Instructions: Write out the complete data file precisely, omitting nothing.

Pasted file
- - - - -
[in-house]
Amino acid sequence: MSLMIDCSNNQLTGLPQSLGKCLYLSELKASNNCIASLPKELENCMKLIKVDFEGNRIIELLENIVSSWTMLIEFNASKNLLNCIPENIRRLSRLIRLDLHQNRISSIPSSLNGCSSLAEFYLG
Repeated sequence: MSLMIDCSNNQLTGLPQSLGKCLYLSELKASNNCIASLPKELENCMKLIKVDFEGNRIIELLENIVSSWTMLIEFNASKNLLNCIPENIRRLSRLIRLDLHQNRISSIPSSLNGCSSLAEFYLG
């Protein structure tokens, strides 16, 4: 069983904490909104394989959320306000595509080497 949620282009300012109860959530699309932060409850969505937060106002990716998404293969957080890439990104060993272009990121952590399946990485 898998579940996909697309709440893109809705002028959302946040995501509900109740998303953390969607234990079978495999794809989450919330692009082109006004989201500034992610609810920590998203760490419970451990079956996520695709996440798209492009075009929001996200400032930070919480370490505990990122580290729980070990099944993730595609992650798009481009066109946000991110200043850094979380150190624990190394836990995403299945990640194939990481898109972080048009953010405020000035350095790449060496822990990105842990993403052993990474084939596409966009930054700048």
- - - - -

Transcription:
[in-house]
Amino acid sequence: MSLMIDCSNNQLTGLPQSLGKCLYLSELKASNNCIASLPKELENCMKLIKVDFEGNRIIELLENIVSSWTMLIEFNASKNLLNCIPENIRRLSRLIRLDLHQNRISSIPSSLNGCSSLAEFYLG
Repeated sequence: MSLMIDCSNNQLTGLPQSLGKCLYLSELKASNNCIASLPKELENCMKLIKVDFEGNRIIELLENIVSSWTMLIEFNASKNLLNCIPENIRRLSRLIRLDLHQNRISSIPSSLNGCSSLAEFYLG
């Protein structure tokens, strides 16, 4: 069983904490909104394989959320306000595509080497 949620282009300012109860959530699309932060409850969505937060106002990716998404293969957080890439990104060993272009990121952590399946990485 898998579940996909697309709440893109809705002028959302946040995501509900109740998303953390969607234990079978495999794809989450919330692009082109006004989201500034992610609810920590998203760490419970451990079956996520695709996440798209492009075009929001996200400032930070919480370490505990990122580290729980070990099944993730595609992650798009481009066109946000991110200043850094979380150190624990190394836990995403299945990640194939990481898109972080048009953010405020000035350095790449060496822990990105842990993403052993990474084939596409966009930054700048």